University of Maryland Extension

How does insurance work?

Nicole Cook, B.S., J.D., LL.M., Environmental and Agricultural, Faculty Legal Specialist, Agriculture Law Education Initiative (ALEI), University of Maryland Eastern Shore

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An insurance policy is a contract. Generally, the parties to the contract are the policyholder (the “insured”) and the insurance company (the “insurer”), and the terms of the insurance contract spell out the rights and responsibilities (or “duties”) of both parties. Basically, the insured’s duties are listed in the conditions section of the policy and they include paying premiums on time, being honest and acting in good faith and not making any misrepresentations in applying for the insurance, notifying the insurer of any changes that are material to the protections (“coverage”) provided under the policy (for example, if you add another vehicle that your employees use to do their work or you build a new addition onto a building you use for the farm), providing notice of a loss as set out in the policy (within a certain timeframe and through certain means) and cooperating with the investigation and legal defense of a loss or claim. Failure to fulfill any of the duties is grounds for breach of the contract, cancellation of the policy and forfeiture of the premiums paid. The insurer’s duties are to also act in good faith and fair dealing in handling claims, to pay the losses suffered by the insured or a third party as a result of a covered risk, and under liability policies, to also defend or pay the legal expenses of an insured who is subject to a legal action for the covered risk.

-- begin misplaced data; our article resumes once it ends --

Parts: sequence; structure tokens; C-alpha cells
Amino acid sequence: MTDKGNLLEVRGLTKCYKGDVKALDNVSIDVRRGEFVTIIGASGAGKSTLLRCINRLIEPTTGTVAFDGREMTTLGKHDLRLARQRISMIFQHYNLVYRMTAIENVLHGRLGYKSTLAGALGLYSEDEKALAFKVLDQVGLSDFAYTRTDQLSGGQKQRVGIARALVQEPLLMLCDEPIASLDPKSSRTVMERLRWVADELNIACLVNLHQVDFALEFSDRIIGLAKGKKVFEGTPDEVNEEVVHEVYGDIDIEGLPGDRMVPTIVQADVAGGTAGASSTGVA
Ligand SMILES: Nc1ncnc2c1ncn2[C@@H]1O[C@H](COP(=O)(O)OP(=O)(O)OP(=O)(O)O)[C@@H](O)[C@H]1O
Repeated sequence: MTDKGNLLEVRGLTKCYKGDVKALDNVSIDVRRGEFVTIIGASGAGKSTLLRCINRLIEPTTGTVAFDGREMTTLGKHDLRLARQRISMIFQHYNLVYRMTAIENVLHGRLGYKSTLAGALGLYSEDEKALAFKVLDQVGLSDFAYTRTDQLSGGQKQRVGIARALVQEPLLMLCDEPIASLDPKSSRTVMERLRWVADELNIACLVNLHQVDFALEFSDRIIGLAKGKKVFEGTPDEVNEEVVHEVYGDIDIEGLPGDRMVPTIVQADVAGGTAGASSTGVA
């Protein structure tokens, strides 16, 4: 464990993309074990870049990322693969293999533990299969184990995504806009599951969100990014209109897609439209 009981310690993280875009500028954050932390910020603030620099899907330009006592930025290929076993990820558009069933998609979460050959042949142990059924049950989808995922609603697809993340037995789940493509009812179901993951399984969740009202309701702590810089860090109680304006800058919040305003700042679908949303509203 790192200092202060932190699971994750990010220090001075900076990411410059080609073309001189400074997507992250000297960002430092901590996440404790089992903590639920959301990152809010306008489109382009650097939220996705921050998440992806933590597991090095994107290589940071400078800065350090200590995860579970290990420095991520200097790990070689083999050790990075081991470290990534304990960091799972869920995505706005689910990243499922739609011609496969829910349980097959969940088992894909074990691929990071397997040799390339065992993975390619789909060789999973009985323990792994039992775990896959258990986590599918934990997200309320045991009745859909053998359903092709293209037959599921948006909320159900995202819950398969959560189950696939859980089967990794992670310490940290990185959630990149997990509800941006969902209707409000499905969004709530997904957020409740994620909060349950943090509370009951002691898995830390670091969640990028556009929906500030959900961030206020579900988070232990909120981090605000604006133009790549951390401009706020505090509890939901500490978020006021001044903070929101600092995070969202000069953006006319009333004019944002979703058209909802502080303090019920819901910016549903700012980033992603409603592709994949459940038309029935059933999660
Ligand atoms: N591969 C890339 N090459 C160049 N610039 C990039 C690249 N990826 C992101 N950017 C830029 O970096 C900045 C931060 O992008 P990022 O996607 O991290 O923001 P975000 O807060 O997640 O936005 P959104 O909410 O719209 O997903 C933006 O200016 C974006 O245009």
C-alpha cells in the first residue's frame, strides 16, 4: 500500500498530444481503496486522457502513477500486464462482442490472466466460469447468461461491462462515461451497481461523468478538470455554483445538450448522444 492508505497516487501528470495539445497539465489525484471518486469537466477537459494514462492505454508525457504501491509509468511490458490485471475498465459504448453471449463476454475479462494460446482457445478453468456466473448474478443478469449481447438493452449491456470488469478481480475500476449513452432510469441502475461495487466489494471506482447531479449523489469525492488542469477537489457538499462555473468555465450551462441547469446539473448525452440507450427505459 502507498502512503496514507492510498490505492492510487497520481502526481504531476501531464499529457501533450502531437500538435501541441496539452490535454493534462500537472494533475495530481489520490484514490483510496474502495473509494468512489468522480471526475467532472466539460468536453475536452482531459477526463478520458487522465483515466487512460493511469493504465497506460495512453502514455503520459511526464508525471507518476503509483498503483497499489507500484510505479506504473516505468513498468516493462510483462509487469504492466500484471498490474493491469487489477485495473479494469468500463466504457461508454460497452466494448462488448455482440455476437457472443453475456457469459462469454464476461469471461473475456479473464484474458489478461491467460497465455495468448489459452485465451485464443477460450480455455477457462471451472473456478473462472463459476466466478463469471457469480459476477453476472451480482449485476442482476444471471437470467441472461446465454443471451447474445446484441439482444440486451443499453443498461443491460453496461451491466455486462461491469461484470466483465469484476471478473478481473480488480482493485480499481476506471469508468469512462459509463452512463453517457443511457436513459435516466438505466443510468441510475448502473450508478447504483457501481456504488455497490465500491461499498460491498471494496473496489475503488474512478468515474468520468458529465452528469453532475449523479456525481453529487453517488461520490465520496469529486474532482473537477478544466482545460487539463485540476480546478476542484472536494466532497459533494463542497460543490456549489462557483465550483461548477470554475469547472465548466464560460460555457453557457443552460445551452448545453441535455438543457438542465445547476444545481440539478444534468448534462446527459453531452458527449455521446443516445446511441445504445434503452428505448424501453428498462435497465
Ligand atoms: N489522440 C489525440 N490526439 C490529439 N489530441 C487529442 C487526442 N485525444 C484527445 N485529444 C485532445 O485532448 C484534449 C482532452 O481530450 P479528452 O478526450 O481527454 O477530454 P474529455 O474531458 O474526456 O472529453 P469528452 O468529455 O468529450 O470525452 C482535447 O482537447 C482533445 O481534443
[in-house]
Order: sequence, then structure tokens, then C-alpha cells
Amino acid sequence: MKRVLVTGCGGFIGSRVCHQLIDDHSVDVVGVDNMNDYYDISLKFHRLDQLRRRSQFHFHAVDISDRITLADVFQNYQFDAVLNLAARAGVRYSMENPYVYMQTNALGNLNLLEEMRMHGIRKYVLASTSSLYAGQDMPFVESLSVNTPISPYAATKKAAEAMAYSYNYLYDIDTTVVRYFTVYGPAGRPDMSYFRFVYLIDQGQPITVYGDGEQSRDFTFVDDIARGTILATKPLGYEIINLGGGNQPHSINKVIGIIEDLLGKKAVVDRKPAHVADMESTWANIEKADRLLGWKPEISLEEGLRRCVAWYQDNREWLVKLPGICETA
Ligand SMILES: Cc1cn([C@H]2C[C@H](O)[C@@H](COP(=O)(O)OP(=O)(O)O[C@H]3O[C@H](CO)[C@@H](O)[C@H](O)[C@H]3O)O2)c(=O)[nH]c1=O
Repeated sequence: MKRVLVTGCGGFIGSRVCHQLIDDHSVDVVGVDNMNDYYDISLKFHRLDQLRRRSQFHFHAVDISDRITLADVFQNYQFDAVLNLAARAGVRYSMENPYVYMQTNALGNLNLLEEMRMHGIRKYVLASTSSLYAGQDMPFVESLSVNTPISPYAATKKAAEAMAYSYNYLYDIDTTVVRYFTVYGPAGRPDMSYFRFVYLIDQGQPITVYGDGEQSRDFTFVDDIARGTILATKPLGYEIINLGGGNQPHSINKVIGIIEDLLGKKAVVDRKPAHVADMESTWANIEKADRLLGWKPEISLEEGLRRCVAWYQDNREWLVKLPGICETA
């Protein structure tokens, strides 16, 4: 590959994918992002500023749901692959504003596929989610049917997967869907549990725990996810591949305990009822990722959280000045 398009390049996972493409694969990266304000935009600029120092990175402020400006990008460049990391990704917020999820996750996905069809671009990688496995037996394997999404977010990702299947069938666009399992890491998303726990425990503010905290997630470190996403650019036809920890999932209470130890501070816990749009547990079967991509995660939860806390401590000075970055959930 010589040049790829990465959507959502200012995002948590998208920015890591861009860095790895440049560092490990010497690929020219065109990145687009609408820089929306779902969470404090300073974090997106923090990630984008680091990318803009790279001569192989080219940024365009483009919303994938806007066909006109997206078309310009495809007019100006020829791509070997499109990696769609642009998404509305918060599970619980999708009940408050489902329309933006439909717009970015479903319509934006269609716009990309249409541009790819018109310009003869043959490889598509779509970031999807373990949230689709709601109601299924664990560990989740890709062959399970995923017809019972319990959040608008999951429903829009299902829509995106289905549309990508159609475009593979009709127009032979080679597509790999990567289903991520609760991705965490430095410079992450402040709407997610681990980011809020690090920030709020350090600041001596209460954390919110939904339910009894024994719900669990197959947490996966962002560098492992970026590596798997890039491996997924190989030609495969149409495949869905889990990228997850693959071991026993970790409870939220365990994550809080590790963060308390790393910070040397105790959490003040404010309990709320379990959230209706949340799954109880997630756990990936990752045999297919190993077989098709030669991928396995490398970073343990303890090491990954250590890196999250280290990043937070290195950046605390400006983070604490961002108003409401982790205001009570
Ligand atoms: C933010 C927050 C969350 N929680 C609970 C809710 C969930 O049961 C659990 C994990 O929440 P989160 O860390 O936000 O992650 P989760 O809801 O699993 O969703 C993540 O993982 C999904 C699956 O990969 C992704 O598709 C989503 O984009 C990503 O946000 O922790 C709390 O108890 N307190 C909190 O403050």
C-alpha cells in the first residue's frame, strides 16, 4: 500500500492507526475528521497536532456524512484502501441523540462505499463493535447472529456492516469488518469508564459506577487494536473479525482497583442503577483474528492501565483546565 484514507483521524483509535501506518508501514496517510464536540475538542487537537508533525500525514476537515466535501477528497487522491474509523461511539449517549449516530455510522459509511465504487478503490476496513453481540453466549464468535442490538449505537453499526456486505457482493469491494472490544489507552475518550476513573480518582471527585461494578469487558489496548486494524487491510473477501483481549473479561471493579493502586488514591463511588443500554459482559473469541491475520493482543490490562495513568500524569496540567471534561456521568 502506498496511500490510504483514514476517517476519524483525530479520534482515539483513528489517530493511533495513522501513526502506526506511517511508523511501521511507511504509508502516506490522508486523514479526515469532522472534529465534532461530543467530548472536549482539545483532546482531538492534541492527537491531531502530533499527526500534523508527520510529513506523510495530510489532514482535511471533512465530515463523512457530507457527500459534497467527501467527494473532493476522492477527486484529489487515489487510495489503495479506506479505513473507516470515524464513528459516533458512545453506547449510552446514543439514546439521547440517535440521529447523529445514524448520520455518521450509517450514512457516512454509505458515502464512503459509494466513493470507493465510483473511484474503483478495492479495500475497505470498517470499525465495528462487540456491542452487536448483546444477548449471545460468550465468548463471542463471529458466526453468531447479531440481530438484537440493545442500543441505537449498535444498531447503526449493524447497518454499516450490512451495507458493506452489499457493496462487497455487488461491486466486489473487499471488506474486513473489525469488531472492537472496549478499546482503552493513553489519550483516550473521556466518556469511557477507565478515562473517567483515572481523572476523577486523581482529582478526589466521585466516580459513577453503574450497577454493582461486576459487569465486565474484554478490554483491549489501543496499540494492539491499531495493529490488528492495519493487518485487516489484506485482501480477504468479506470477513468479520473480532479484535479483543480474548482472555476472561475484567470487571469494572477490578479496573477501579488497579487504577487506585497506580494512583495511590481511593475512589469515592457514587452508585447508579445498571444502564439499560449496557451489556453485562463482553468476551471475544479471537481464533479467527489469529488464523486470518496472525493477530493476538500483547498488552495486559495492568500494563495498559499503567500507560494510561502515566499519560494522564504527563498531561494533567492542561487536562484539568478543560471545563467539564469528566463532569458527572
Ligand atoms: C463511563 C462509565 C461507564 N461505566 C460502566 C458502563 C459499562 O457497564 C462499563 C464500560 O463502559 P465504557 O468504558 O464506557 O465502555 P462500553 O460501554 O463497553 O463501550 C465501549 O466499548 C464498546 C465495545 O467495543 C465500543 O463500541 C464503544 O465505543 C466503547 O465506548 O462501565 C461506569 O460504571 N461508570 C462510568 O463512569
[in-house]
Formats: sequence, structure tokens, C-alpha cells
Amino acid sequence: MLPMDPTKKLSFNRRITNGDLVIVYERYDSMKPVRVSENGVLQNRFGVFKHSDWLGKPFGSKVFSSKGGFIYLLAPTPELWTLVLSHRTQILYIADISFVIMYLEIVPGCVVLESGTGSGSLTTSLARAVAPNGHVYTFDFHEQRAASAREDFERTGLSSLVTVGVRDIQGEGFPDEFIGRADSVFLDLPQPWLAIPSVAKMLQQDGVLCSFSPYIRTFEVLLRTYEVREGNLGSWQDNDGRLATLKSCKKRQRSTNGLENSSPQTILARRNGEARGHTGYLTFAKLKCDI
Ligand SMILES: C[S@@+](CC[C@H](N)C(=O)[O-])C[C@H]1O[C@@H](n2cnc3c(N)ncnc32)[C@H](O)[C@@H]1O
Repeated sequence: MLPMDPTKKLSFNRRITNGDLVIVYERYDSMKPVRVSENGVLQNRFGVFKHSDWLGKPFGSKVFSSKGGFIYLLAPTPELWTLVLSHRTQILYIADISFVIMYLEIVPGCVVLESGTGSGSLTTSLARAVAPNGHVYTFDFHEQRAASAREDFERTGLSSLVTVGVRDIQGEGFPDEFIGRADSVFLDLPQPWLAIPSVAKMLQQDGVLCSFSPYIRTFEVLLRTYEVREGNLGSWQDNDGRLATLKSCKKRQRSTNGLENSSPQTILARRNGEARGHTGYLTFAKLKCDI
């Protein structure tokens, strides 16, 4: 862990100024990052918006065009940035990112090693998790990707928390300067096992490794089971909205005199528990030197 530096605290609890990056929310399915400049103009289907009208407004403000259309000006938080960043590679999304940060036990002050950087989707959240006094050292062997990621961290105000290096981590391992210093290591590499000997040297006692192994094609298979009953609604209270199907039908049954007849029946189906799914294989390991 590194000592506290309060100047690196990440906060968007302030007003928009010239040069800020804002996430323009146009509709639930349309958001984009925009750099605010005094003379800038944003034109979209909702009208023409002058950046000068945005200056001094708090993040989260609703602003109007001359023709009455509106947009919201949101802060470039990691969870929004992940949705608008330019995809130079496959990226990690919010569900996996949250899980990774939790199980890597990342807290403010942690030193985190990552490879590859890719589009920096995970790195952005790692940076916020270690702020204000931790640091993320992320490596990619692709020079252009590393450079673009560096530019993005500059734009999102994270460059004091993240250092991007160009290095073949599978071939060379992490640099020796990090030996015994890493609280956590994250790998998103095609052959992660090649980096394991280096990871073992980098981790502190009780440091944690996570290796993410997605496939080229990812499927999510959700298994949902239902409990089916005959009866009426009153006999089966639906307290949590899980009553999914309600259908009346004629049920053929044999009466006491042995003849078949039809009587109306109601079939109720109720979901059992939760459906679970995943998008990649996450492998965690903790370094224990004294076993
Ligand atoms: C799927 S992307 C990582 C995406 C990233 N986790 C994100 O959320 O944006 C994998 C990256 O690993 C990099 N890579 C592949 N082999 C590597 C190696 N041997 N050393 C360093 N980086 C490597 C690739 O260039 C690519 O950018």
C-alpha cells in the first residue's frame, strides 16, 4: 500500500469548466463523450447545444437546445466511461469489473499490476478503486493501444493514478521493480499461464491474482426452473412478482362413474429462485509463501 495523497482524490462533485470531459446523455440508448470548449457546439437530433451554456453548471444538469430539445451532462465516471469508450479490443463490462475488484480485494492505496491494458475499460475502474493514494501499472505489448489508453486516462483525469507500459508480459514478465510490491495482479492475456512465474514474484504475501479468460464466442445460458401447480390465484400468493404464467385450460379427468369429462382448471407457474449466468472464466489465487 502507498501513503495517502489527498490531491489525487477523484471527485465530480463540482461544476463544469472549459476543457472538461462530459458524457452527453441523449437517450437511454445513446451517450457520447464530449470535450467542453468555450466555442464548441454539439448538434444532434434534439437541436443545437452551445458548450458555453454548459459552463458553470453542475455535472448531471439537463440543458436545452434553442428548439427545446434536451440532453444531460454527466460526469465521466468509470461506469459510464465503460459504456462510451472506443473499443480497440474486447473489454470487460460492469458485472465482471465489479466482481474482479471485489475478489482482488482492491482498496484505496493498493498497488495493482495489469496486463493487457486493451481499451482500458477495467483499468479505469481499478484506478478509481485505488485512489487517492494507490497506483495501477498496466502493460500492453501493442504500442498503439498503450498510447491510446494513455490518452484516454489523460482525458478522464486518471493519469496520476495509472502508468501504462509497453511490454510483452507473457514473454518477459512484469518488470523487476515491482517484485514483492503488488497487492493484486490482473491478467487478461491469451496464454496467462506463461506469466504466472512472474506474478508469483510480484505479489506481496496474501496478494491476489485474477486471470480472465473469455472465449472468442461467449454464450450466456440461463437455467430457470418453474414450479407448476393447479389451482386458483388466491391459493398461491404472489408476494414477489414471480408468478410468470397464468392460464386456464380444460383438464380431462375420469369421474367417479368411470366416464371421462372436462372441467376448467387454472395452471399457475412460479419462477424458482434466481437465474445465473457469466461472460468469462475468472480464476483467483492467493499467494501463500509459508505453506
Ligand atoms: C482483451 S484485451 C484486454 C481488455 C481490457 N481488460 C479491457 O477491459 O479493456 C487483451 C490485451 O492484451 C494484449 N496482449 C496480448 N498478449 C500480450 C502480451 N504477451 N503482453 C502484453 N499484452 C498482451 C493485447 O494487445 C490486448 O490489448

Insurance policies are not the easiest contracts to understand. Ask other businesses for recommendations for insurance agents to contact when you’re shopping for insurance. You can get quotes from different agents for no cost. And, although your insurance agent can provide information about what the policy covers, it is prudent to have an attorney review the policy to make sure it will be able to provide the protection that you want in the event of a loss. The legal costs and potential liabilities as well as the loss of your time in trying to get payment from the insurance company is worth the small fee that an attorney will charge to review your policy. The time to find out that your policy does not actually cover what you thought it did is not after a loss has occurred.

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